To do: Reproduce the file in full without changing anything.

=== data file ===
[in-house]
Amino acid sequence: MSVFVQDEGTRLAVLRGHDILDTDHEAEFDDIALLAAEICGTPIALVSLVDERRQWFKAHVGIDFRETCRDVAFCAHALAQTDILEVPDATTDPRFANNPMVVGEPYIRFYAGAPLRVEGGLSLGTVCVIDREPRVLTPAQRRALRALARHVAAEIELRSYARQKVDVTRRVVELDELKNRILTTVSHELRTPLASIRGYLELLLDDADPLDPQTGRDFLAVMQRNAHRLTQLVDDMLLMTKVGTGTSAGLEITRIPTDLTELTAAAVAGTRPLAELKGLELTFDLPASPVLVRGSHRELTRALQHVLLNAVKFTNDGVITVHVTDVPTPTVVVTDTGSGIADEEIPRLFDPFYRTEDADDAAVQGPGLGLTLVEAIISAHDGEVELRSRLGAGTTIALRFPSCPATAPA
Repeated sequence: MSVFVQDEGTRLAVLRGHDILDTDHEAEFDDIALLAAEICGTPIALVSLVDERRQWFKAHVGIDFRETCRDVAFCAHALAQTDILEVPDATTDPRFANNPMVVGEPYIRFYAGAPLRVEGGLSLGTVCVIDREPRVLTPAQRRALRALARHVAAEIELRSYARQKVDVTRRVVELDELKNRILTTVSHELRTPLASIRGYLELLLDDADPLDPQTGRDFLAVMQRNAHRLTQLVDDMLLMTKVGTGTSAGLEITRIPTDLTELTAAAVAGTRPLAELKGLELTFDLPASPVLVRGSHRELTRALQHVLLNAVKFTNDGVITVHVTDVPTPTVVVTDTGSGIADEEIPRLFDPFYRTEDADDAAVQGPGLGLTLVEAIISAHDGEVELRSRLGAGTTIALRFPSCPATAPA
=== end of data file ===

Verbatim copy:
[in-house]
Amino acid sequence: MSVFVQDEGTRLAVLRGHDILDTDHEAEFDDIALLAAEICGTPIALVSLVDERRQWFKAHVGIDFRETCRDVAFCAHALAQTDILEVPDATTDPRFANNPMVVGEPYIRFYAGAPLRVEGGLSLGTVCVIDREPRVLTPAQRRALRALARHVAAEIELRSYARQKVDVTRRVVELDELKNRILTTVSHELRTPLASIRGYLELLLDDADPLDPQTGRDFLAVMQRNAHRLTQLVDDMLLMTKVGTGTSAGLEITRIPTDLTELTAAAVAGTRPLAELKGLELTFDLPASPVLVRGSHRELTRALQHVLLNAVKFTNDGVITVHVTDVPTPTVVVTDTGSGIADEEIPRLFDPFYRTEDADDAAVQGPGLGLTLVEAIISAHDGEVELRSRLGAGTTIALRFPSCPATAPA
Repeated sequence: MSVFVQDEGTRLAVLRGHDILDTDHEAEFDDIALLAAEICGTPIALVSLVDERRQWFKAHVGIDFRETCRDVAFCAHALAQTDILEVPDATTDPRFANNPMVVGEPYIRFYAGAPLRVEGGLSLGTVCVIDREPRVLTPAQRRALRALARHVAAEIELRSYARQKVDVTRRVVELDELKNRILTTVSHELRTPLASIRGYLELLLDDADPLDPQTGRDFLAVMQRNAHRLTQLVDDMLLMTKVGTGTSAGLEITRIPTDLTELTAAAVAGTRPLAELKGLELTFDLPASPVLVRGSHRELTRALQHVLLNAVKFTNDGVITVHVTDVPTPTVVVTDTGSGIADEEIPRLFDPFYRTEDADDAAVQGPGLGLTLVEAIISAHDGEVELRSRLGAGTTIALRFPSCPATAPA